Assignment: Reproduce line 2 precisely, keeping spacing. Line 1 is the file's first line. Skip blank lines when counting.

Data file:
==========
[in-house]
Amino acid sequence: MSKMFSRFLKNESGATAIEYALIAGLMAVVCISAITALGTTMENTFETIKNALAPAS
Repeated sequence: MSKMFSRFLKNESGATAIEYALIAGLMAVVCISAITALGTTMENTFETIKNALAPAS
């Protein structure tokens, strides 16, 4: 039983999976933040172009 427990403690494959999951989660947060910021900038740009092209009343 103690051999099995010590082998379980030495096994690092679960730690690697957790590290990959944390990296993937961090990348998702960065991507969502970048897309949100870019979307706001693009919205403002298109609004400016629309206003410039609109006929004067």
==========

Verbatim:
Amino acid sequence: MSKMFSRFLKNESGATAIEYALIAGLMAVVCISAITALGTTMENTFETIKNALAPAS